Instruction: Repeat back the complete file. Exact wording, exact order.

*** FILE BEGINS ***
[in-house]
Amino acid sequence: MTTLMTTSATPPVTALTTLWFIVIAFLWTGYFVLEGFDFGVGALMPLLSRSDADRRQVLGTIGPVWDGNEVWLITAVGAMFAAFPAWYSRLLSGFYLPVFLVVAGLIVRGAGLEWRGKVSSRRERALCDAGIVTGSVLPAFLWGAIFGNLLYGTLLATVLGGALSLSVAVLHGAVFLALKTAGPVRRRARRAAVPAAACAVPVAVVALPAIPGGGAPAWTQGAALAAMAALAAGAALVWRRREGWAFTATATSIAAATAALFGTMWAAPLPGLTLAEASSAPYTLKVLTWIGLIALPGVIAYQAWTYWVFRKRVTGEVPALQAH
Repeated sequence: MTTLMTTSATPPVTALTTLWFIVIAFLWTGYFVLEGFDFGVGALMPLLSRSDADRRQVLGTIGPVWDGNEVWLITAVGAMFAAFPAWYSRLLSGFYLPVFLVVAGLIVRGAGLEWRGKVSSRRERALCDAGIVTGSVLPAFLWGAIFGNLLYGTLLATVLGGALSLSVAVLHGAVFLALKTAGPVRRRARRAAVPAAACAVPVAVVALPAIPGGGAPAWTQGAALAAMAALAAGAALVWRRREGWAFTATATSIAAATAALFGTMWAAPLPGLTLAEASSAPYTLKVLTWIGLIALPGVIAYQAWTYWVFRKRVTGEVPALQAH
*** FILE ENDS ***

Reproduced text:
[in-house]
Amino acid sequence: MTTLMTTSATPPVTALTTLWFIVIAFLWTGYFVLEGFDFGVGALMPLLSRSDADRRQVLGTIGPVWDGNEVWLITAVGAMFAAFPAWYSRLLSGFYLPVFLVVAGLIVRGAGLEWRGKVSSRRERALCDAGIVTGSVLPAFLWGAIFGNLLYGTLLATVLGGALSLSVAVLHGAVFLALKTAGPVRRRARRAAVPAAACAVPVAVVALPAIPGGGAPAWTQGAALAAMAALAAGAALVWRRREGWAFTATATSIAAATAALFGTMWAAPLPGLTLAEASSAPYTLKVLTWIGLIALPGVIAYQAWTYWVFRKRVTGEVPALQAH
Repeated sequence: MTTLMTTSATPPVTALTTLWFIVIAFLWTGYFVLEGFDFGVGALMPLLSRSDADRRQVLGTIGPVWDGNEVWLITAVGAMFAAFPAWYSRLLSGFYLPVFLVVAGLIVRGAGLEWRGKVSSRRERALCDAGIVTGSVLPAFLWGAIFGNLLYGTLLATVLGGALSLSVAVLHGAVFLALKTAGPVRRRARRAAVPAAACAVPVAVVALPAIPGGGAPAWTQGAALAAMAALAAGAALVWRRREGWAFTATATSIAAATAALFGTMWAAPLPGLTLAEASSAPYTLKVLTWIGLIALPGVIAYQAWTYWVFRKRVTGEVPALQAH